Good Point Recycling was one of the only companies to stand up for the Geeks of Color, or Techs of Color, when it became fashionable to denigrate them, label them "primitives", and claim credit for "best practices" as defined by shredding into little pieces.   While we export far less than the "80%" claimed by certain Watchdog groups, we stand up for the fine people who we do export to.  At Retroworks de Mexico, we have done more - flying women from Sonora to train in Vermont, and staff from Vermont to train in Mexico.  I am enormously proud of our relationship with the Geeks and Techies of Egypt, who were dealt enormous obstacles during the past two years, and whose reuse program created a network of millions, which will be remembered for decades.  We are enormously proud of the relationships we built with manufacturer takeback factories in Asia, which refurbished computers to new condition and continued to supply them to our partners in Cairo when the government accused them of importing "e-waste".  When others were afraid to export, we flew to meet and verify the buyers, we changed testing specifications constantly, and today the world is a better place.

Geeks of Egypt
Good Point has received many other recognitions and awards during the past few years.  We were selected as a finalist in the prestigious social-angel-capital competition, and initially awarded a grant by EPA Border Program (retracted, ugh).   We have been selected by several manufacturers to run a coupon program to demonstrate product stewardship in communities which provide free recycling to residents.   Public Speaking and Presentations... We present cutting edge data to Recycling Today, NERC, NRC, E-Scrap, Recycling Today, GEARI, PechaKucha, and dozens of university presentations.  Our "fair trade recycling" concept is getting out. Our company has been profiled by NPR Living on Earth, American Public Media's Marketplace, Associated Press, Sacramento Bee, PBS,  Time, etc.   Many journalists have now VISITED the partners in other countries, and seen for themselves our genuine message of partnership and responsible, ethical recycling.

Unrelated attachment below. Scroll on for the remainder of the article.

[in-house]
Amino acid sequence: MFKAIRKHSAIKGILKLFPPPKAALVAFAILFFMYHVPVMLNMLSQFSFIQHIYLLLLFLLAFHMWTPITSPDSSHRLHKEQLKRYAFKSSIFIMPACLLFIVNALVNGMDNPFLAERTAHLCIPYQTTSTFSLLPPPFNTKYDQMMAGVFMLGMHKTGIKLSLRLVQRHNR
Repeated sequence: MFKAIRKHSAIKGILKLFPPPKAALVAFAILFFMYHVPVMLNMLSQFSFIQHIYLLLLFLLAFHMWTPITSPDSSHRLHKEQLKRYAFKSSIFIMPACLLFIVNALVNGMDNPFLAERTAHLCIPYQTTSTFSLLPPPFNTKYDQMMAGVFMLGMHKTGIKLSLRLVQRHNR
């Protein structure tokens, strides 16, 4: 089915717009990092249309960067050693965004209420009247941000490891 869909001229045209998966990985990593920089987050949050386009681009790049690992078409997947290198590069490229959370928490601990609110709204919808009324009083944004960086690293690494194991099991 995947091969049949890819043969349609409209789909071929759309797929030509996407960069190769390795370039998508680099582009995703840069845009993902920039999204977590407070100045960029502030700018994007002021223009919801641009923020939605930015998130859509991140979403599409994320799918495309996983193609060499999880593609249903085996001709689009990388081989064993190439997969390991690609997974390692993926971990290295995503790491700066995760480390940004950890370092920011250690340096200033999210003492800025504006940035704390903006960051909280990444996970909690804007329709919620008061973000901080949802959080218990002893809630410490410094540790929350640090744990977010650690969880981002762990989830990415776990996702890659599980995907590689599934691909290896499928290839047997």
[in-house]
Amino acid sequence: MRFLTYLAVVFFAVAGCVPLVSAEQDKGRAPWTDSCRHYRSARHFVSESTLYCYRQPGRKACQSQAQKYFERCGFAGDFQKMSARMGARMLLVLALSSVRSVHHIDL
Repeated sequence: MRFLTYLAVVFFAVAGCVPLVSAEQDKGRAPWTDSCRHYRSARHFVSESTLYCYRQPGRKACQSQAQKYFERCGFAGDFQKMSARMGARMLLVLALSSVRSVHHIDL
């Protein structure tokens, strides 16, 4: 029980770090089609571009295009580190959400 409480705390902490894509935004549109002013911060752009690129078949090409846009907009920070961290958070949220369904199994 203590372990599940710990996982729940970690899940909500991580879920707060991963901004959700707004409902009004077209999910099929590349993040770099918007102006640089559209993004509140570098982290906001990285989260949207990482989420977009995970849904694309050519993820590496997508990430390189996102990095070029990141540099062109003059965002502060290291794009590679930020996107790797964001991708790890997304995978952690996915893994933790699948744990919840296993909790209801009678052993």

At times I have been outspoken (some say more than I should be).  But as I see it, the decade of "e-waste" will be remembered and debated decades from now, and it is in all of our interests, as agents of conscience, to be honest with one another about what we are doing to the environment - through mining, through dumping, through obsolescence, through regulation, through reuse, recycling, and disposal.   Good Point Recycling may undergo major changes in 2011, and while we haven't been perfect, I have always tried to be transparent in our work.

More information on our 2010 audit, sales, downstream markets, and best practices is available to clients and investors.   Contact me if you would like to participate in making Fair Trade Recycling a reality.

It was ten years ago this month that I incorporated our company, and began permanent collections with friends like Laura Routh, John Malter, Nancy Plunkett, Sami Izzo, and Joyce Majors.  We have had ups and downs, leaps and bounds, but today our company relies on Vermont for less than 40% of the material we process.  In NY, MA, NH, RI, NJ and AZ, we are able to help people because of the foundation Vermont lent to us.  With your help, we have made Good Point Recycling a regional, national, and international player in the electronics recycling field.

We can provide more data on end markets, inputs, the jobs created, etc., for those who request it.  We did this without outside financing, without government grants, and have survived a major recession.  This company was built pretty much from scrap, and everyone in our company is incredibly grateful to those of you who made this possible, through your business, your patience, and your belief in what we try to accomplish.  Whatever the future brings, we will always remember the clients who saw Good Point Recycling for what it could do.